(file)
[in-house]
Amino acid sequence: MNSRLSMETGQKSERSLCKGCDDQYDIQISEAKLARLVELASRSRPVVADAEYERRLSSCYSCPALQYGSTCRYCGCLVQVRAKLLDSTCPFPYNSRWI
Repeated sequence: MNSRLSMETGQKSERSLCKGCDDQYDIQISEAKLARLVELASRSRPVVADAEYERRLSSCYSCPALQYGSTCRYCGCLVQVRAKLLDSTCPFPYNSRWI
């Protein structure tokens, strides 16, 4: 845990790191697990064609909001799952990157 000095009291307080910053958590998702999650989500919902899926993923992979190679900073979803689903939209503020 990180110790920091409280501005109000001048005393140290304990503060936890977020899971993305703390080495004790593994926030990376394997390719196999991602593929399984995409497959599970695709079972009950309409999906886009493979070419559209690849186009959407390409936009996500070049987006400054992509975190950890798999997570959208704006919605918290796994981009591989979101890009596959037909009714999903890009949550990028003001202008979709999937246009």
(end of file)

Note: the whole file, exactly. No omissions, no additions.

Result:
[in-house]
Amino acid sequence: MNSRLSMETGQKSERSLCKGCDDQYDIQISEAKLARLVELASRSRPVVADAEYERRLSSCYSCPALQYGSTCRYCGCLVQVRAKLLDSTCPFPYNSRWI
Repeated sequence: MNSRLSMETGQKSERSLCKGCDDQYDIQISEAKLARLVELASRSRPVVADAEYERRLSSCYSCPALQYGSTCRYCGCLVQVRAKLLDSTCPFPYNSRWI
């Protein structure tokens, strides 16, 4: 845990790191697990064609909001799952990157 000095009291307080910053958590998702999650989500919902899926993923992979190679900073979803689903939209503020 990180110790920091409280501005109000001048005393140290304990503060936890977020899971993305703390080495004790593994926030990376394997390719196999991602593929399984995409497959599970695709079972009950309409999906886009493979070419559209690849186009959407390409936009996500070049987006400054992509975190950890798999997570959208704006919605918290796994981009591989979101890009596959037909009714999903890009949550990028003001202008979709999937246009």